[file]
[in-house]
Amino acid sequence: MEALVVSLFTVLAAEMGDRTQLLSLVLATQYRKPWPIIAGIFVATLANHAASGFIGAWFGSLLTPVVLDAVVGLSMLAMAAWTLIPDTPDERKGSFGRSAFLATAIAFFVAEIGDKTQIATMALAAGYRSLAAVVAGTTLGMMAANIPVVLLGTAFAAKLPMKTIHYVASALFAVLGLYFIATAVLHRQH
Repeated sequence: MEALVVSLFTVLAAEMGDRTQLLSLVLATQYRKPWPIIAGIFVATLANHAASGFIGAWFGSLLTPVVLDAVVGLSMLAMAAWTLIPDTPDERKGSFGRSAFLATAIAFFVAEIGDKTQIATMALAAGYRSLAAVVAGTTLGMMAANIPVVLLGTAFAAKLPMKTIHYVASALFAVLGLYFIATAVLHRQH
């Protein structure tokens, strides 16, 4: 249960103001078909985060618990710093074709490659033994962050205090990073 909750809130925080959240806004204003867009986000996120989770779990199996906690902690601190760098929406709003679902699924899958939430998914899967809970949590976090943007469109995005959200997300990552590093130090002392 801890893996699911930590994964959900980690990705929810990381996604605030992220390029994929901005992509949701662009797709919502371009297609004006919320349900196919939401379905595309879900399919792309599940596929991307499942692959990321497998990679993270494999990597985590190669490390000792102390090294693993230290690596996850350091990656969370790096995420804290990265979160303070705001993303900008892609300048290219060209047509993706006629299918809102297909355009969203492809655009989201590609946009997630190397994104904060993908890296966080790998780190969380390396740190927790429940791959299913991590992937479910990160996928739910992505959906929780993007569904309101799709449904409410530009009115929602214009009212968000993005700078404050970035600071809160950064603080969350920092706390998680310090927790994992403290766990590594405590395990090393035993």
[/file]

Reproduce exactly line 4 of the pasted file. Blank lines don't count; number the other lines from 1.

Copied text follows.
């Protein structure tokens, strides 16, 4: 249960103001078909985060618990710093074709490659033994962050205090990073 909750809130925080959240806004204003867009986000996120989770779990199996906690902690601190760098929406709003679902699924899958939430998914899967809970949590976090943007469109995005959200997300990552590093130090002392 801890893996699911930590994964959900980690990705929810990381996604605030992220390029994929901005992509949701662009797709919502371009297609004006919320349900196919939401379905595309879900399919792309599940596929991307499942692959990321497998990679993270494999990597985590190669490390000792102390090294693993230290690596996850350091990656969370790096995420804290990265979160303070705001993303900008892609300048290219060209047509993706006629299918809102297909355009969203492809655009989201590609946009997630190397994104904060993908890296966080790998780190969380390396740190927790429940791959299913991590992937479910990160996928739910992505959906929780993007569904309101799709449904409410530009009115929602214009009212968000993005700078404050970035600071809160950064603080969350920092706390998680310090927790994992403290766990590594405590395990090393035993």